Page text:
Rochester’s “Miss Television” dies at age 100, one of James Monroe High School’s oldest alums.


Democrat and Chronicle, 11 Aug 1939, Fri, page 19-3

Today, the New York Times reported on the death Monday of Phyllis Creore (1916 – 2016).

The obituary remembers Phyllis as the “‘Canteen Girl’ on Wartime Radio.” Rochester and James Monroe High School remember Phyllis as Miss Television.

According to the Times:

Phyllis Jeanne Creore was born on March 21, 1916, in Rochester, one of two children of Alvin Creore and the former Florence Geneva Smith. Her father designed dioramas for museums at one point and worked in real estate. Ms. Creore moved to New York City in 1937.


from 1934 Monroe Log

Not mentioned was that Phyllis, Jame Monroe High School ’34, was one of Rochester’s favorite daughters. At Monroe, Phyllis was President of the “Pencil Pushers.”

Phyllis first made the papers at age twelve.


Democrat and Chronicle 23 Dec 1928, Sun, page 56-2


Democrat and Chronicle, 24 Oct 1936, Sat, page 13-2

Famed Rochester author Henry Clune wrote about her in 1936.


Democrat and Chronicle 10 Dec 1936, Thu, page 13-2


Democrat and Chronicle, 24 Apr 1936, Fri, page 15-2


Democrat and Chronicle 10 Dec 1936, Thu, page 13-2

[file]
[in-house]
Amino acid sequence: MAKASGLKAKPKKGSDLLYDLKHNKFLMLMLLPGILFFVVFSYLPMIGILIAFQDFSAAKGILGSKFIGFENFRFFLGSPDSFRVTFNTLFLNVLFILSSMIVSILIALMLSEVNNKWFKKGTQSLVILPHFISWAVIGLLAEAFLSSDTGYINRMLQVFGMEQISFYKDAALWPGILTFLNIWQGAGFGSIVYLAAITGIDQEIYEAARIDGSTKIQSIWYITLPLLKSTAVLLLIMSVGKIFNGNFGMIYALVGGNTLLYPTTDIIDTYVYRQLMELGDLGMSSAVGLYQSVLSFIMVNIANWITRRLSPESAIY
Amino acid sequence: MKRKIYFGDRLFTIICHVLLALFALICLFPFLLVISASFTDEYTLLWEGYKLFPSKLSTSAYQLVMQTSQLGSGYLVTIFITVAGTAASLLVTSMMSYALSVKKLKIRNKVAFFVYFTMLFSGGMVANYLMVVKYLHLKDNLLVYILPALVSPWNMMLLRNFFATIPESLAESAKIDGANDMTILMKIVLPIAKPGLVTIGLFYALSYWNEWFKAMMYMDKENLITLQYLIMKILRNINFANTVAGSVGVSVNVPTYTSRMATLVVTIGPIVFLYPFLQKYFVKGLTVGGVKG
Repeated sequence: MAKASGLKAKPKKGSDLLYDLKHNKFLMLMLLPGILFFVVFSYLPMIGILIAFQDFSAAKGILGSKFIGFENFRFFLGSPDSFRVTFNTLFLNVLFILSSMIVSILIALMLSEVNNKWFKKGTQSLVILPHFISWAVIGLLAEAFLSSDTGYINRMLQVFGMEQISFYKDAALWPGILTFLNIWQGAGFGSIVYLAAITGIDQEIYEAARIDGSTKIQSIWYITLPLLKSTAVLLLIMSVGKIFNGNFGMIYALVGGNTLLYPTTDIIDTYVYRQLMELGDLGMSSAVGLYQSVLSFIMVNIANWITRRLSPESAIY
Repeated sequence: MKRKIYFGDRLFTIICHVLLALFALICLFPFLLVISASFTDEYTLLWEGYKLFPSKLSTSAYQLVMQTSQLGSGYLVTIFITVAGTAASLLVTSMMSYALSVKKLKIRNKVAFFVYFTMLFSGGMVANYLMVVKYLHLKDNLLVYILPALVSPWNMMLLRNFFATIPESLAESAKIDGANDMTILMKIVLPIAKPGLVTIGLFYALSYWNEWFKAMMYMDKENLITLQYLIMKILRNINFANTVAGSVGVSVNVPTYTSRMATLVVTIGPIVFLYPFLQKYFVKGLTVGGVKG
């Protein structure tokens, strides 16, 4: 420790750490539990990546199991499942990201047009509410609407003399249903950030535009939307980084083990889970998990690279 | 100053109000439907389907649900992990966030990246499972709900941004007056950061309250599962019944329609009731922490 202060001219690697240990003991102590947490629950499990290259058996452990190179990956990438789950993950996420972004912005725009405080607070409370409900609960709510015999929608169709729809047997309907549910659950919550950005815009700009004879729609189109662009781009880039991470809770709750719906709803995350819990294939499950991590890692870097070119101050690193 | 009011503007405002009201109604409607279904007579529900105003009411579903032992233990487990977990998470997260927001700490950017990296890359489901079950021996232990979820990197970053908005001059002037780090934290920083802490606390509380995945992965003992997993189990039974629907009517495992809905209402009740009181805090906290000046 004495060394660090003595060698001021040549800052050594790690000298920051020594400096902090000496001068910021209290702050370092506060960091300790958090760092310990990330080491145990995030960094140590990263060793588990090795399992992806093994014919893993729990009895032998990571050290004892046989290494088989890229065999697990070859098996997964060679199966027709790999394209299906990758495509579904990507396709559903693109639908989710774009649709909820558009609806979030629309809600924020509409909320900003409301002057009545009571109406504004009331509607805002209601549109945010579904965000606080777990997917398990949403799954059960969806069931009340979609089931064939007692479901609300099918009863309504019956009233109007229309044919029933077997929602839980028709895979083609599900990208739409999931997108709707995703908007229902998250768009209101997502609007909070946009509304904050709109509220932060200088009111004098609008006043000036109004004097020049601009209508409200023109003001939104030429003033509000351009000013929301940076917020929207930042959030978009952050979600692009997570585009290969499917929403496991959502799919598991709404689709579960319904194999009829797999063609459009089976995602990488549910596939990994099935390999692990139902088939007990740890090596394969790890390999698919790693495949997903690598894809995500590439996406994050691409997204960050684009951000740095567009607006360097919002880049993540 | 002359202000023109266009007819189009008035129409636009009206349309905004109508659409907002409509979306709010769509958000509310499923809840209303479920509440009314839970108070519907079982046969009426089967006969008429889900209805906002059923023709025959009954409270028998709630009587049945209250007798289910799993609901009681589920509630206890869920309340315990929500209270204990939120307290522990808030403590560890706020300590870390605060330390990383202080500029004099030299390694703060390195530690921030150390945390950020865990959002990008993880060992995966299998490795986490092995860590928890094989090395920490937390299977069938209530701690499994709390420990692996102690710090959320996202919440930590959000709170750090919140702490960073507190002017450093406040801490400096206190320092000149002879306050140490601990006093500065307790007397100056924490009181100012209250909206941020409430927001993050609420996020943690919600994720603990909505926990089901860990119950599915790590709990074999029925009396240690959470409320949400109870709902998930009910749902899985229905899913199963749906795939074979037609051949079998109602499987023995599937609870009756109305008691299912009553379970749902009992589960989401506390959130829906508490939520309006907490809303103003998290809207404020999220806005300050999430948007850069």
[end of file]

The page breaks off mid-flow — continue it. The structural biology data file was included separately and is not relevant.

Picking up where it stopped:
A “Star of Tomorrow,” in April 1936, Phyllis sang at the Lowe’s Rochester Theater. In December 1936, “nationally known, Rochester-bred” Phyllis Jeanne Creore performed at the Peacock Room.

And in 1939 Phyllis told the D & C her story as “Miss Television” at the World’s Fair.

Her engagement and wedding were “of Rochester interest.”


Democrat and Chronicle, 23 Feb, 1946, Sat, page 14-2


Democrat and Chronicle, 5 Jan 1946, Sat, page 23

To the world, Phyllis, you were the Canteen Girl. To us, you will always be Miss Television.


D & C, 10/12/16

UPDATE: In today’s Democrat and Chronicle, noting our “discovery,” Jim Memmott names Phyllis a “Remarkable Rochesterian.”

Much appreciated, Jim. But we do consider Talker to be a magazine. Not a mere fleeting blog!


Happy Homecoming by Jason Muhammad